Prospects and Perils | The future rests on three pillars
• By Tamal Bandyopadhyay
In her dream, Sapna is chased by six bank managers—all of them dying to fund her one-year postgraduate programme in management at the Indian School of Business (ISB), Hyderabad.
She hadn’t yet qualified for the course and didn’t know whether she would make it. She had done reasonably well at the Graduate Management Admission Test (GMAT) and after choosing ISB, dropped in at the local branch of a public sector bank in the western Mumbai suburb where she lives. The branch manager gave her a patient hearing and promised to finance her expenses up to Rs 8 lakh if her mother was willing to provide adequate collateral. She would also have to give an undertaking promising to return the money after she gets her first job. (Click here to read full report)
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Human Resources | The path for reforms in PSBs
• By Anil K. Khandelwal
With the onset of financial sector reforms, many public sector banks (PSBs) have been on a transformation journey in the past two decades. The most important reforms have been in the areas of deployment of modern technology, strengthening of retail orientation, implementation of prudential norms and Basel II recommendations on banking standards.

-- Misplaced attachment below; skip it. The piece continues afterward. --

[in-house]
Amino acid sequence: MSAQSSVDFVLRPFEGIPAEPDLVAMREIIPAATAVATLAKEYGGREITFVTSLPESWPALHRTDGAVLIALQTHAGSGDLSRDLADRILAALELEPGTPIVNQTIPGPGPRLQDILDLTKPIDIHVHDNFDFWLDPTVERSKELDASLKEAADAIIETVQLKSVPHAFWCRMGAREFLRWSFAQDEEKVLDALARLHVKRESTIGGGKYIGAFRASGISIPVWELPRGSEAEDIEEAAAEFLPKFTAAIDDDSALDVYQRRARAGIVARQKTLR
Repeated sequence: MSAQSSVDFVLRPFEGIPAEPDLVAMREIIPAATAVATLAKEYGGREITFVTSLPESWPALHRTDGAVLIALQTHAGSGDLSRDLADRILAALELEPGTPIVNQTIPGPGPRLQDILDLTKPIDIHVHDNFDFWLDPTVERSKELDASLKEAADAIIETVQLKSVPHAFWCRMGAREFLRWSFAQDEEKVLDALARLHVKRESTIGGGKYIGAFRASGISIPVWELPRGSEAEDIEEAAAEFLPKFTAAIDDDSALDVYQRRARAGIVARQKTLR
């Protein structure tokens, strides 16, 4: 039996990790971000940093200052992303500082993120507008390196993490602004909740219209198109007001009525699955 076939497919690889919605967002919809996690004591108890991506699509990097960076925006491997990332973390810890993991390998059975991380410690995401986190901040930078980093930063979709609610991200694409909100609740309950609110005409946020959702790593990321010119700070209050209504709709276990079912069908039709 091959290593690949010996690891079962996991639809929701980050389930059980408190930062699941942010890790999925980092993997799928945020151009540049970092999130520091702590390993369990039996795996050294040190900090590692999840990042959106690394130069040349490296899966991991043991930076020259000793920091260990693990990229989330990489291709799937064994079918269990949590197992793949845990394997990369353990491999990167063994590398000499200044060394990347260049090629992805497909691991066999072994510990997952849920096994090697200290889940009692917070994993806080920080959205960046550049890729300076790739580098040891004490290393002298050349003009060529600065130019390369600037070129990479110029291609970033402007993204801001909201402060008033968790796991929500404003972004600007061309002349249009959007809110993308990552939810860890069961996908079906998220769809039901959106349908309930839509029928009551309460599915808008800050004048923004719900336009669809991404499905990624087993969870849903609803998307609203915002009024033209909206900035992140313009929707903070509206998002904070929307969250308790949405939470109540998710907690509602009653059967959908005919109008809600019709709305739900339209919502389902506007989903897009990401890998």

Overall, the banks have performed well, reducing non-performing assets (NPAs) and strengthening balance sheets. (Click here to read full report)
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Inflation | Decoding the dynamics
• By Deepak Mohanty
In India, we have multiple price gauges—six consumer price indices (CPIs) and a Wholesale Price Index (WPI). While the Reserve Bank of India (RBI) examines all the price indices, both at aggregate and disaggregated levels, changes in WPI are taken as the headline inflation for policy articulation. Within WPI, non-food manufactured products inflation is considered the core inflation—an indicator of demand condition.
Going by any measure of inflation, India comes out as a moderate inflation country, though occasionally inflation crossed into the double-digit territory. The historical average long term inflation rate was around 7.5%. (Click here to read full report)
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The urban banking model cannot work in rural areas
• By N. Vaghul
As one of India’s longest-serving bankers, former chairman of ICICI Bank Narayanan Vaghul has closely observed and been part of the evolution of the industry over the past few decades. He spoke in an interview about the future of Indian banking and what needs to be done to make financial inclusion work. Edited excerpts:
Retail banking in India started decades ago, but why are banks still making losses?